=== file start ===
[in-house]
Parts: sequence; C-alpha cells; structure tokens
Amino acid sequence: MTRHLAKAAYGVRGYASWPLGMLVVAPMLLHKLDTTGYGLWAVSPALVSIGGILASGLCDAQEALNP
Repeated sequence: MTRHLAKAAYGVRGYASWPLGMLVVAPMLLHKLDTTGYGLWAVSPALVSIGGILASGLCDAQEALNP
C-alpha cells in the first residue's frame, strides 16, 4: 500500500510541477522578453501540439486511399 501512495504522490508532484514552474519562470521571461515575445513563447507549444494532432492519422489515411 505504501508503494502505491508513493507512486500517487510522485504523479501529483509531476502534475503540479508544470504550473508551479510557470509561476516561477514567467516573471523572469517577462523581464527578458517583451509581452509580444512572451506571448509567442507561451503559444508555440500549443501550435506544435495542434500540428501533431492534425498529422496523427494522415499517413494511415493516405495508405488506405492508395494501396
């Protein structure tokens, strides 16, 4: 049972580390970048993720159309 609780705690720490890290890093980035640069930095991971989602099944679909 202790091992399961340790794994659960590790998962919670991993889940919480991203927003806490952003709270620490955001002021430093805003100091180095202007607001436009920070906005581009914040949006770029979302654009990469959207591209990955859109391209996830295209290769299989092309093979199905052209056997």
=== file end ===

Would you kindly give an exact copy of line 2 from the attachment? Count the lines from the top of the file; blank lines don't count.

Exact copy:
Parts: sequence; C-alpha cells; structure tokens